Presentation on theme: "CHAPTER 9.1 Identifying the Genetic Material Grade 10 Biology Spring 2011."— Presentation transcript:
CHAPTER 9.1 Identifying the Genetic Material Grade 10 Biology Spring 2011
Bell Ringer 1. Describe the structure of a chromosome 2. Define the term gene 3. When in the cell cycle is DNA copied?
Bell Ringer- Answers A chromosome consists of two replicated strands of DNA tightly coiled around proteins. The two strands, called chromatids, are attached at a point celled a centromere. A gene is a segment of DNA that codes for a protein or RNA molecule A cell’s DNA is copied during the synthesis (S) phase
Objectives Relate Griffith’s conclusions to the observations he made during the transformation experiments Summarize the steps involved in Avery’s transformation experiments, and state the results Evaluate the results of the Hershey and Chase experiment
Identifying the Genetic Material Mendel explained why you resemble your parents. Why? Raised questions of what are genes made of?
Griffith’s Experiments In 1928 Fredrick Griffith: bacteriologist Was trying to prepare a vaccine against pneumonia Vaccine: substance that is prepared from killed or weakened disease-causing agents, including certain bacteria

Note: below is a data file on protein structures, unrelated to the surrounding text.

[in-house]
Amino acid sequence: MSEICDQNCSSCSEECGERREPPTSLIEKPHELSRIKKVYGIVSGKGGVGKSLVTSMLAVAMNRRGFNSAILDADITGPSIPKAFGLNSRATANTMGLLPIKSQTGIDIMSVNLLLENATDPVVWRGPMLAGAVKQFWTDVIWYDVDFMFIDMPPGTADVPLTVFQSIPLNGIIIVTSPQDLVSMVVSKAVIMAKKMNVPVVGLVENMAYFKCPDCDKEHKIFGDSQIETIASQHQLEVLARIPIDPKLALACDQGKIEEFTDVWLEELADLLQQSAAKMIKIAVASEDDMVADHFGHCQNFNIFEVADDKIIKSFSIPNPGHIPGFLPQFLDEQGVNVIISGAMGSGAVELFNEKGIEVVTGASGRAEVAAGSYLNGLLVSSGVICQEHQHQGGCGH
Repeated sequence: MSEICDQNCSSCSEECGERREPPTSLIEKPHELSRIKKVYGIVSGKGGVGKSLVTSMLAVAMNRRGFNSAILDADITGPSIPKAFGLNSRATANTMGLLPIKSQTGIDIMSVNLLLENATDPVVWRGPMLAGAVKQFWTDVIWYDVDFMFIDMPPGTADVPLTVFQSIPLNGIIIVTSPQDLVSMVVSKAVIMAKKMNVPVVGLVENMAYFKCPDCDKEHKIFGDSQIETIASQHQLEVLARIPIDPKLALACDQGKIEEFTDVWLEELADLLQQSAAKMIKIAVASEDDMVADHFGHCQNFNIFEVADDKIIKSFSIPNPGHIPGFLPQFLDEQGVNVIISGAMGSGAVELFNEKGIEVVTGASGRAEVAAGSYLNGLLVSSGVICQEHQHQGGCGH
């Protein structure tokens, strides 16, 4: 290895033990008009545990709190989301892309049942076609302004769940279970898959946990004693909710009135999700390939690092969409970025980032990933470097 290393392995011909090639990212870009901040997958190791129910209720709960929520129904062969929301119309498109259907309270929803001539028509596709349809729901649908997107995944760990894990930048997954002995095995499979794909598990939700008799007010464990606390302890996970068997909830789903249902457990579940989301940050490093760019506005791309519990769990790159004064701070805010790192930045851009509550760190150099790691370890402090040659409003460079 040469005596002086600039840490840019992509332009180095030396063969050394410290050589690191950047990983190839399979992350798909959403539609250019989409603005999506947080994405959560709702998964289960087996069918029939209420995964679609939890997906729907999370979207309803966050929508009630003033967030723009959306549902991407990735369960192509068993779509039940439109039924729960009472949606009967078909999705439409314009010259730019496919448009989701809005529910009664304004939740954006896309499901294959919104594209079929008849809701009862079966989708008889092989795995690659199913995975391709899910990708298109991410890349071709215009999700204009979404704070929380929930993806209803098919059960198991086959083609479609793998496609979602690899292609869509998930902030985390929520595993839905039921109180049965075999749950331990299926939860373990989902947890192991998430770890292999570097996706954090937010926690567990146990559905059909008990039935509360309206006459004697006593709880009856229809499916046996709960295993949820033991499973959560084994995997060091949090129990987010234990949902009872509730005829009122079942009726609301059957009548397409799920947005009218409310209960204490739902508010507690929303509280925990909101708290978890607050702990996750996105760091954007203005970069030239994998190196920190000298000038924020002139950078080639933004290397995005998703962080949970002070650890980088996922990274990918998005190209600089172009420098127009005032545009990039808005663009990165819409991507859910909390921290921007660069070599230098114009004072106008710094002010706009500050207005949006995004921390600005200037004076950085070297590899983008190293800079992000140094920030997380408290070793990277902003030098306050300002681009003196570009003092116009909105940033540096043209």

Griffith’s Experiments Worked with 2 types, or strains, of S.pneumoniae Strain #1: Enclosed in a capsule composed of polysaccharides Capsule protects bacterium from body’s defense Virulent: able to cause disease Forms smooth colonies (S strain)
Griffith’s Experiments Strain #2: Lacks polysaccharide capsule and does not cause disease Forms rough colonies (R strain)
Griffith’s Experiments Experiment:Experiment #1 Experiment #2 Experiment #3 Experiment #4 Starts with:Mice are alive Procedure:Inject S strain into mice Inject R strain into mice Inject heat- killed S bacteria into mice Inject heat- killed S bacteria & R strain bacteria into mice Results:All mice dieAll mice live All mice die
Griffith’s Experiments Results: The heat-killed S strain still had their capsule When Griffith injected mice with heat-killed S bacteria, the mice still lived This meant that it was not the capsule that killed the mice When injected mice with heat-killed S and R strain bacteria mice died Blood showed that the live R bacteria had acquired capsules The R had been changed and became virulent Transformation: change in genotype caused when cells take up foreign genetic material
Griffith’s Experiments Results: When injected mice with heat-killed S and R strain bacteria mice died Blood showed that the live R bacteria had acquired capsules The R had been changed and became virulent Transformation: change in genotype caused when cells take up foreign genetic material Did not know what was causing this transformation
Avery’s Experiments 1944 Compared the activity for the material responsible for transformation Looked at protein (polysaccharide capsule) and DNA Demonstrated that DNA is the material responsible for transformation DNA contains the instructions for the making of the capsule in the S strain bacteria